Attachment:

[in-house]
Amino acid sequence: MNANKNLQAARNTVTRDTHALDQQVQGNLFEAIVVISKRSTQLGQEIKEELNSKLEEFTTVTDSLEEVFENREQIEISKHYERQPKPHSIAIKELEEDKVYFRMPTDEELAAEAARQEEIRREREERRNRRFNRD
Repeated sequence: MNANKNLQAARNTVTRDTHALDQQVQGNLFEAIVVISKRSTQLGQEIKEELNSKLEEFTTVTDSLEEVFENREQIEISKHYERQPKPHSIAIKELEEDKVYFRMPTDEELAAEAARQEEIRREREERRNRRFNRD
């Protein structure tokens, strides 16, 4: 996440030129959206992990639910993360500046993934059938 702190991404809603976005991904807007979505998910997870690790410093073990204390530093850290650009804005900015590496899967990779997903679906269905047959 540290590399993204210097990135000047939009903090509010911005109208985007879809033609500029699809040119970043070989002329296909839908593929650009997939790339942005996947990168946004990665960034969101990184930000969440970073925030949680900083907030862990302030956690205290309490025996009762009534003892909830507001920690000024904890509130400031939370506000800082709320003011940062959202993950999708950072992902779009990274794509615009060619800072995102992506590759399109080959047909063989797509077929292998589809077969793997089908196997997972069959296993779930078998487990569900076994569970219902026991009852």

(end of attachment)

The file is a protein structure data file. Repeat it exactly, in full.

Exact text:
[in-house]
Amino acid sequence: MNANKNLQAARNTVTRDTHALDQQVQGNLFEAIVVISKRSTQLGQEIKEELNSKLEEFTTVTDSLEEVFENREQIEISKHYERQPKPHSIAIKELEEDKVYFRMPTDEELAAEAARQEEIRREREERRNRRFNRD
Repeated sequence: MNANKNLQAARNTVTRDTHALDQQVQGNLFEAIVVISKRSTQLGQEIKEELNSKLEEFTTVTDSLEEVFENREQIEISKHYERQPKPHSIAIKELEEDKVYFRMPTDEELAAEAARQEEIRREREERRNRRFNRD
């Protein structure tokens, strides 16, 4: 996440030129959206992990639910993360500046993934059938 702190991404809603976005991904807007979505998910997870690790410093073990204390530093850290650009804005900015590496899967990779997903679906269905047959 540290590399993204210097990135000047939009903090509010911005109208985007879809033609500029699809040119970043070989002329296909839908593929650009997939790339942005996947990168946004990665960034969101990184930000969440970073925030949680900083907030862990302030956690205290309490025996009762009534003892909830507001920690000024904890509130400031939370506000800082709320003011940062959202993950999708950072992902779009990274794509615009060619800072995102992506590759399109080959047909063989797509077929292998589809077969793997089908196997997972069959296993779930078998487990569900076994569970219902026991009852």